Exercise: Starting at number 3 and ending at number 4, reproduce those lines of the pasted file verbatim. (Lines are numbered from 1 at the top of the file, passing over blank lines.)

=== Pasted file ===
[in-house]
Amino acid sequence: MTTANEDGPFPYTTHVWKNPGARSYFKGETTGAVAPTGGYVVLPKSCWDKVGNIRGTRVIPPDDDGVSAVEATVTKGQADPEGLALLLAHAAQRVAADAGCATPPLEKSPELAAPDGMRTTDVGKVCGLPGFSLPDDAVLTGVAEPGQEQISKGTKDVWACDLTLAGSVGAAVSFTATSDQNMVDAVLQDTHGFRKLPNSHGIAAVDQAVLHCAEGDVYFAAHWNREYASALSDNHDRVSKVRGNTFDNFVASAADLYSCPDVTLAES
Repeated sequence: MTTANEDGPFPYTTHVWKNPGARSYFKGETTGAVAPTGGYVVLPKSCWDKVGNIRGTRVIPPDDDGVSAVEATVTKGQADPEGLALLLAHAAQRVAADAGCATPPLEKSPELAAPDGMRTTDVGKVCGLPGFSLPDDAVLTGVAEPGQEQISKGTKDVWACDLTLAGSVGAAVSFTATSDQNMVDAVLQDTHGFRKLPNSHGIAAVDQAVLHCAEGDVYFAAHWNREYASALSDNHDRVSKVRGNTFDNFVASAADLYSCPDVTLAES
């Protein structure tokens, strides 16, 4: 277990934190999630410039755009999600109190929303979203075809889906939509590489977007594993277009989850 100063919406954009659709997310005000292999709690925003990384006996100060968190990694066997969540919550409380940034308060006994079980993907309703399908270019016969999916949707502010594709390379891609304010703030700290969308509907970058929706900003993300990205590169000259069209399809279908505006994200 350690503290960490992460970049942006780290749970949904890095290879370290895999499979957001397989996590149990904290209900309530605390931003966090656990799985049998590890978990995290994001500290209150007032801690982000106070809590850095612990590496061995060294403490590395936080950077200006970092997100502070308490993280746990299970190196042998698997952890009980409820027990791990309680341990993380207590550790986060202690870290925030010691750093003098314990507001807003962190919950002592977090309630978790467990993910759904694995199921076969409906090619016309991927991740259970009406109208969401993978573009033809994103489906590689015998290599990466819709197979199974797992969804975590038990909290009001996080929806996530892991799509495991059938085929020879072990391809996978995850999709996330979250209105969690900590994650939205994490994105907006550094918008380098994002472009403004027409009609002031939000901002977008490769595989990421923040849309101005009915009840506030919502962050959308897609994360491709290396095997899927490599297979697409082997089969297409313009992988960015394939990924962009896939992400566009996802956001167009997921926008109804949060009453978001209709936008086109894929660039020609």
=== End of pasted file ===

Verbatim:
Repeated sequence: MTTANEDGPFPYTTHVWKNPGARSYFKGETTGAVAPTGGYVVLPKSCWDKVGNIRGTRVIPPDDDGVSAVEATVTKGQADPEGLALLLAHAAQRVAADAGCATPPLEKSPELAAPDGMRTTDVGKVCGLPGFSLPDDAVLTGVAEPGQEQISKGTKDVWACDLTLAGSVGAAVSFTATSDQNMVDAVLQDTHGFRKLPNSHGIAAVDQAVLHCAEGDVYFAAHWNREYASALSDNHDRVSKVRGNTFDNFVASAADLYSCPDVTLAES
């Protein structure tokens, strides 16, 4: 277990934190999630410039755009999600109190929303979203075809889906939509590489977007594993277009989850 100063919406954009659709997310005000292999709690925003990384006996100060968190990694066997969540919550409380940034308060006994079980993907309703399908270019016969999916949707502010594709390379891609304010703030700290969308509907970058929706900003993300990205590169000259069209399809279908505006994200 350690503290960490992460970049942006780290749970949904890095290879370290895999499979957001397989996590149990904290209900309530605390931003966090656990799985049998590890978990995290994001500290209150007032801690982000106070809590850095612990590496061995060294403490590395936080950077200006970092997100502070308490993280746990299970190196042998698997952890009980409820027990791990309680341990993380207590550790986060202690870290925030010691750093003098314990507001807003962190919950002592977090309630978790467990993910759904694995199921076969409906090619016309991927991740259970009406109208969401993978573009033809994103489906590689015998290599990466819709197979199974797992969804975590038990909290009001996080929806996530892991799509495991059938085929020879072990391809996978995850999709996330979250209105969690900590994650939205994490994105907006550094918008380098994002472009403004027409009609002031939000901002977008490769595989990421923040849309101005009915009840506030919502962050959308897609994360491709290396095997899927490599297979697409082997089969297409313009992988960015394939990924962009896939992400566009996802956001167009997921926008109804949060009453978001209709936008086109894929660039020609």